Zinc-coated advanced high strength steels (AHSS) used in automotive applications are susceptible to liquid metal embrittlement (LME) during resistance spot welding (RSW). This study examines the impact of multiple pulse welding schedules on LME severity in welds of TRIP1100. Two different types of pulsing methodologies have been proposed to reduce LME severity: applying a pre-pulse before the welding current to remove the zinc coating and pulsing during the welding current to manage heat generation. However, the mechanisms by which these methods affect LME severity have not been fully explored. This work showed that a welding schedule consisting of two equal length pulses resulted in the least severe LME because it reduced the amount of free zinc available for LME without creating too much tensile stress. The majority of pre-pulse welding schedules caused an increase in LME cracking due to the additional heat introduced into the weld. However, a 4 kA (low current) pre-pulse applied for 3 cy (low time) reduced LME cracking by almost 30%. The pre-pulse allowed zinc to diffuse into the coating and stabilize the zinc, without introducing too much additional heat into the weld. These results indicate that multiple pulse welding schedules may be successfully used to reduce LME cracking, although the mechanisms by which they impact LME are more complicated than previously thought.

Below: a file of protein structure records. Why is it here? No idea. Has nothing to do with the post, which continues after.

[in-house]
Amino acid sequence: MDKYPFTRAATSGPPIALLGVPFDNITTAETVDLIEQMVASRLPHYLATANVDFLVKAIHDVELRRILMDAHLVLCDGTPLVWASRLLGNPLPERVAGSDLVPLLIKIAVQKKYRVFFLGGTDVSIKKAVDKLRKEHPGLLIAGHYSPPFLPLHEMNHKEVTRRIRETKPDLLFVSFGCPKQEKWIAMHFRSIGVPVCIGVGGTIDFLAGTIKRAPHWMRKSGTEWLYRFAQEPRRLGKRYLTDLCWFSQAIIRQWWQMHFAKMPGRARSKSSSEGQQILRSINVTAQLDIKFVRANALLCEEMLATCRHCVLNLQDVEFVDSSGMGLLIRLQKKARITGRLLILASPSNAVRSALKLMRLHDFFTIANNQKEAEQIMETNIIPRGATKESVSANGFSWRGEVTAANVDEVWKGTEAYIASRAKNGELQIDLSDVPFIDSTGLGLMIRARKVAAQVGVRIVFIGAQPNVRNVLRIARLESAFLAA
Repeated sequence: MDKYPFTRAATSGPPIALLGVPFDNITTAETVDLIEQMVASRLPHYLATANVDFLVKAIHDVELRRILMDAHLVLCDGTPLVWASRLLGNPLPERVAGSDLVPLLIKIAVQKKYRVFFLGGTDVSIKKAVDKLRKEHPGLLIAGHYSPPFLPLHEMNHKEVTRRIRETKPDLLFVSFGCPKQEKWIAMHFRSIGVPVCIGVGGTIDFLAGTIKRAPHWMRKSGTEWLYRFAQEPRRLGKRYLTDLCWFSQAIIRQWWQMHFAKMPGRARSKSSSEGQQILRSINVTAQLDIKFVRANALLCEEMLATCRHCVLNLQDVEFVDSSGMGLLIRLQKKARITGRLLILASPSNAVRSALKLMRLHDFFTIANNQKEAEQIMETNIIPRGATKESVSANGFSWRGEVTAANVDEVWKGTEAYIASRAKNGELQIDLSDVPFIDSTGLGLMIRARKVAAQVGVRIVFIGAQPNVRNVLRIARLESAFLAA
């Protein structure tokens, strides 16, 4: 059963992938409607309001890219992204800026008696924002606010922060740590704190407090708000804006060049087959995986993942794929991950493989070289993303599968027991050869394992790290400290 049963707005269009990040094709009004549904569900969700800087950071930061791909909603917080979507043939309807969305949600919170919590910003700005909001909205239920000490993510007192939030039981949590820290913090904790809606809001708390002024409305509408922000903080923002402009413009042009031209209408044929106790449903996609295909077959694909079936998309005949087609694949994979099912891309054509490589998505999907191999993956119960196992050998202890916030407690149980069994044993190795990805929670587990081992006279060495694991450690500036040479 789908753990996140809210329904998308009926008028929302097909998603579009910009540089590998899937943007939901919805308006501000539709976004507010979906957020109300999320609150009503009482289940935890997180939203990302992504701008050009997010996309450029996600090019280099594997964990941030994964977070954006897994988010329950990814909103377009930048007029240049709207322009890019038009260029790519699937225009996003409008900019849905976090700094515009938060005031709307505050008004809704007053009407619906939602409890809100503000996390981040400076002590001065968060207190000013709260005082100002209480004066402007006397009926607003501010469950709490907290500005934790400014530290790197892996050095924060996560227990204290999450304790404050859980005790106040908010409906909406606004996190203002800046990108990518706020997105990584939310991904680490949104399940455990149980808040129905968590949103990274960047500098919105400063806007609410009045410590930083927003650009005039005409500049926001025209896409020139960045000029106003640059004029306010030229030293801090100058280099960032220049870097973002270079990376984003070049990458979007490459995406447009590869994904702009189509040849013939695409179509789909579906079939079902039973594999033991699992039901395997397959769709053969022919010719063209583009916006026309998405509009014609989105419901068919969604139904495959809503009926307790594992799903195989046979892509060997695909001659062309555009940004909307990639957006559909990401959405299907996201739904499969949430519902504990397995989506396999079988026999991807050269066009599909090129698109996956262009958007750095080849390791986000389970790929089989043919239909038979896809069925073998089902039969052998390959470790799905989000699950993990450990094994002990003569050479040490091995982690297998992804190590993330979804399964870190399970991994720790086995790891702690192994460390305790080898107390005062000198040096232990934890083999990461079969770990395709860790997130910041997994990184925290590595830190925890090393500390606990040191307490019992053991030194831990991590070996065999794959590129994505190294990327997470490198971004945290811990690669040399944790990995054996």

Effect of Multiple Pulse Resistance Spot Welding Schedules on Liquid Metal Embrittlement Severity
Manuscript received April 16, 2019; final manuscript received June 18, 2019; published online July 31, 2019. Assoc. Editor: Wayne Cai.
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Wintjes, E., DiGiovanni, C., He, L., Bag, S., Goodwin, F., Biro, E., and Zhou, Y. (July 31, 2019). "Effect of Multiple Pulse Resistance Spot Welding Schedules on Liquid Metal Embrittlement Severity." ASME. J. Manuf. Sci. Eng. October 2019; 141(10): 101001. https://doi.org/10.1115/1.4044099
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